The customer service experience is changing across all industry sectors. Technology is putting more information and power into the hands of the end user, whose buying journey now starts long before they engage with anyone from a sales team. No matter what we sell or how we sell it, we need to adapt our sales strategies to reflect how our customers want to do business. Nowhere is that more true than in the channel.

 

In one form or another, channel selling models have been around as long as people have sold things. If it weren’t effective, no one would do it. The power of the channel comes from having more people putting a product or service in front of more customers, to the benefit of everyone in the value chain. What’s changed is the balance of power, and the channel needs to change with it.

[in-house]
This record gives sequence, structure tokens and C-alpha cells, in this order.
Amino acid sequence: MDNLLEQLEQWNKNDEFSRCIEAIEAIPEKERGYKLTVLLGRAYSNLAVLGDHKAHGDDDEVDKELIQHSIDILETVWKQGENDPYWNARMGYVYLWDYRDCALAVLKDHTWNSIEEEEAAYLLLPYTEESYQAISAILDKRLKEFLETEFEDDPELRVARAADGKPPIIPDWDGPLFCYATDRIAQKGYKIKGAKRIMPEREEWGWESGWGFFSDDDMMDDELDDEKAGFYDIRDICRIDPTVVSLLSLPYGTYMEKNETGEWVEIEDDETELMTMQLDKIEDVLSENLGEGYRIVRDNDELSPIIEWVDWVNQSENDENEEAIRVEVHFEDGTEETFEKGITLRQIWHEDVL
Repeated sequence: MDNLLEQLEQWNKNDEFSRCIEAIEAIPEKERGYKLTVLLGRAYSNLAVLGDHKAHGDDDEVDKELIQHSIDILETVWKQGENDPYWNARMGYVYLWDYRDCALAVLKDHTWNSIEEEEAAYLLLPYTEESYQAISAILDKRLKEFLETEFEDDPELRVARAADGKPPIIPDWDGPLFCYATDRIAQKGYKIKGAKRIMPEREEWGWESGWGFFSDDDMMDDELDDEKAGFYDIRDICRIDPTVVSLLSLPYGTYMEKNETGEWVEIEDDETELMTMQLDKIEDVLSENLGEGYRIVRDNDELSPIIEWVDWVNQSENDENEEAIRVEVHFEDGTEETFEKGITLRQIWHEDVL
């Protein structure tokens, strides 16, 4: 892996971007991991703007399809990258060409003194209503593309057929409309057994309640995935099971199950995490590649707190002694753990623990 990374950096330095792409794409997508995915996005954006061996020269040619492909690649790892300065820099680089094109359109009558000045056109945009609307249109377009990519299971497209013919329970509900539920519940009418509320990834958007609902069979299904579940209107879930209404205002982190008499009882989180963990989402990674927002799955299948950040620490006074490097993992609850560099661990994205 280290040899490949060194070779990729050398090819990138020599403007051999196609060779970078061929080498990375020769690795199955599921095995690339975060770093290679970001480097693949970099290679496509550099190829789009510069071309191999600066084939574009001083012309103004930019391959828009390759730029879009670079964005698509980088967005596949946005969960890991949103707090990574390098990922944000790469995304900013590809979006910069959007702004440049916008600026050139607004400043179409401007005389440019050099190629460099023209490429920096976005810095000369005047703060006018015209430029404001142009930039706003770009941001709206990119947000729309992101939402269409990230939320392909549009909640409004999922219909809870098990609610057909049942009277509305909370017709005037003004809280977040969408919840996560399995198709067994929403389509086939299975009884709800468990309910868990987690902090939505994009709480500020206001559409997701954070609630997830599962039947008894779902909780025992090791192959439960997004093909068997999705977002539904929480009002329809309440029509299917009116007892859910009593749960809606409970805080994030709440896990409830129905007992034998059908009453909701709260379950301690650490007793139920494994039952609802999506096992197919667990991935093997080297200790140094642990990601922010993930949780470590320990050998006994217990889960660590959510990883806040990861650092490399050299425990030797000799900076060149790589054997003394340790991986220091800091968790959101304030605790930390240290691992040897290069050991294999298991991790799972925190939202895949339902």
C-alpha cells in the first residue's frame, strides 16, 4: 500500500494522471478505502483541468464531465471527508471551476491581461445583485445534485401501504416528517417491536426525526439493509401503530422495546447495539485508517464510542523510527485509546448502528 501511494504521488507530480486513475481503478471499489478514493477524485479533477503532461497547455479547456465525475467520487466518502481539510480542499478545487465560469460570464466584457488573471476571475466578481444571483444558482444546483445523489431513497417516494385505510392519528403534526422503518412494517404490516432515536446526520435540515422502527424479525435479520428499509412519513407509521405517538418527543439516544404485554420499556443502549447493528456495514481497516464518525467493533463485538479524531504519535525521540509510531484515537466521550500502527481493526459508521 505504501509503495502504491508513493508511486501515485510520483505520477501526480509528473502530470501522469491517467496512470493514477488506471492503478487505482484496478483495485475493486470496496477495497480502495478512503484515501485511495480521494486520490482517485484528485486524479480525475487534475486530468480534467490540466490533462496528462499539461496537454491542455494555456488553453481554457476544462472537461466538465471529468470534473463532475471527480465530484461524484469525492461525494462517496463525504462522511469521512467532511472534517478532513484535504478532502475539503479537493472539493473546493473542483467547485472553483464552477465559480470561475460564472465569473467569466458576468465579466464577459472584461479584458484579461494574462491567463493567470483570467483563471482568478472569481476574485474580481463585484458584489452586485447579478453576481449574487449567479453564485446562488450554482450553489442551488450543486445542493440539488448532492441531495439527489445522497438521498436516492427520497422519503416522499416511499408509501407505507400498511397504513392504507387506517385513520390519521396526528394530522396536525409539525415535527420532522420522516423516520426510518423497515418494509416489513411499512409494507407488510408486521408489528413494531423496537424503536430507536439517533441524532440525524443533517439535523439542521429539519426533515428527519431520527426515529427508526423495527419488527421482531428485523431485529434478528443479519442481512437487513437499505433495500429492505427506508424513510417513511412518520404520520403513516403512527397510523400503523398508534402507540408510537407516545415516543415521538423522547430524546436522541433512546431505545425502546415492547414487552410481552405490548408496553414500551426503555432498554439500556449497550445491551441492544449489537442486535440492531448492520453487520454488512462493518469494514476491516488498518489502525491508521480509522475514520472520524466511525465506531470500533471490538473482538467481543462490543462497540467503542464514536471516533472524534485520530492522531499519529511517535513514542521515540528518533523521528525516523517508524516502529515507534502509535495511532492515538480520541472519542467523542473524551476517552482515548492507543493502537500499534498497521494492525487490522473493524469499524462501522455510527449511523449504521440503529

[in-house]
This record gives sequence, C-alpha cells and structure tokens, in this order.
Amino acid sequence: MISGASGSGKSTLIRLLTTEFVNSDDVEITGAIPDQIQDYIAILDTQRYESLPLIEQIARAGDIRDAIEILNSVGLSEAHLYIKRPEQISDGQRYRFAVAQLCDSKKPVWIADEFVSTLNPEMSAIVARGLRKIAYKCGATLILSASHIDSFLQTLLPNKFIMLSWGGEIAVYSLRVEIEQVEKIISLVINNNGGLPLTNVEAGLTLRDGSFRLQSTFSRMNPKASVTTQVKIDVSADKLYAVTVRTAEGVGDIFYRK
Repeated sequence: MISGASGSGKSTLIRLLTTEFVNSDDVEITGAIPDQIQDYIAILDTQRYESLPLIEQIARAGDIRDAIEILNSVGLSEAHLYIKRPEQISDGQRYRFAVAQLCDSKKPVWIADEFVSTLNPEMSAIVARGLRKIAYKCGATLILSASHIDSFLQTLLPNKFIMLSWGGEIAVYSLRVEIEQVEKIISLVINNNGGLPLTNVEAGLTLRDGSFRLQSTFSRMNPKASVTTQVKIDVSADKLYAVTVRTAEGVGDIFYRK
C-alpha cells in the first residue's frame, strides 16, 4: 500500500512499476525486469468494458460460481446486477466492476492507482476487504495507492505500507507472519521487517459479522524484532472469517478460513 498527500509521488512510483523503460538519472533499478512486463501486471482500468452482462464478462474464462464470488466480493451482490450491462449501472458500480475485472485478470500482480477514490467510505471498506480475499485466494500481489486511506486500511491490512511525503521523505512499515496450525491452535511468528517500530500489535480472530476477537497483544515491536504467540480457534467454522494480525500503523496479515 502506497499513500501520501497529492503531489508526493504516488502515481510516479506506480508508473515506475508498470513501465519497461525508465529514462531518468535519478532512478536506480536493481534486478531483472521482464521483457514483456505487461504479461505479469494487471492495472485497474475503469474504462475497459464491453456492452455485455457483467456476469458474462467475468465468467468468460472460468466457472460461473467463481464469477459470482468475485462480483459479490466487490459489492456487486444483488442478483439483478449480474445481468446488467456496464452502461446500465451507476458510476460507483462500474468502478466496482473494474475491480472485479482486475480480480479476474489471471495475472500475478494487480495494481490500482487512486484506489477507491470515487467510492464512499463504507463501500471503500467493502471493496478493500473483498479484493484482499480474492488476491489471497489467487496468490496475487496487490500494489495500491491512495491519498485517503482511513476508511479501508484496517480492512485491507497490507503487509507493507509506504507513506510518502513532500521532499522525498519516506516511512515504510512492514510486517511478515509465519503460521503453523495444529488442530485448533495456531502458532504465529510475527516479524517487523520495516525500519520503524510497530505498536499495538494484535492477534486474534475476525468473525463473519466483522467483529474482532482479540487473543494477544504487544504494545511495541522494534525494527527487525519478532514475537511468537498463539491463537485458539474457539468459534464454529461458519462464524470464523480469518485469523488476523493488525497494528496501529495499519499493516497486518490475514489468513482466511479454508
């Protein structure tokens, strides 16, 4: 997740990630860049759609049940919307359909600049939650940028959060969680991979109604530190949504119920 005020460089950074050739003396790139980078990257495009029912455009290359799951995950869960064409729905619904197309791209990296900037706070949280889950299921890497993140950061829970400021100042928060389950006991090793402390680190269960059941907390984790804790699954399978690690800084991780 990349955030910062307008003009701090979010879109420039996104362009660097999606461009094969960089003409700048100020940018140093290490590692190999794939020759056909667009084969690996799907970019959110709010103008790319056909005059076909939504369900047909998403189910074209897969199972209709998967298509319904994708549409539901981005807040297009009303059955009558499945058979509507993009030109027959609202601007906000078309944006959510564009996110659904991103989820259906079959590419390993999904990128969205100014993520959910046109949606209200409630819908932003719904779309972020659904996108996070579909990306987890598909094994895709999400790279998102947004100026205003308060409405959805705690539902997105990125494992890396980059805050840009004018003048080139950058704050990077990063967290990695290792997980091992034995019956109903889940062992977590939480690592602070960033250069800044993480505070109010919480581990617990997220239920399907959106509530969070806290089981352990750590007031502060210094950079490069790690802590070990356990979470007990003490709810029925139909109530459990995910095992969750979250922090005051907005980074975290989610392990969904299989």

The channel is changing because customer service is changing

Research by McKinsey describes how the landscape of customer experience is evolving. The lines between products and services are becoming blurred, and technology has given customers a powerful voice in the purchasing process.

 

Today’s consumers do not buy just products or services—more and more, their purchase decisions revolve around buying into an idea and an experience … Given these complexities, the shift also requires an innovative approach to business models and a new look at how companies provide value to customers.”

 

The data also show that customers will reward stellar service. PwC found that the payoff for providing a great customer experience is tangible: up to a 16% price premium on products and services, plus increased loyalty.

 

These trends impact our partners profoundly, and the sales cycle looks very different today than it did ten or even five years ago. Similar research by McKinsey found that successful sales teams are investing in the long-term success of their customers.

Adding value doesn’t mean what it used to

At NetApp, we’ve seen this unfold as the channel has evolved. Once upon a time, partners were an extension of a vendor’s sales force, and the partner stood to gain enormously from having the opportunity to sell the vendor’s products. Today, the tables are turned.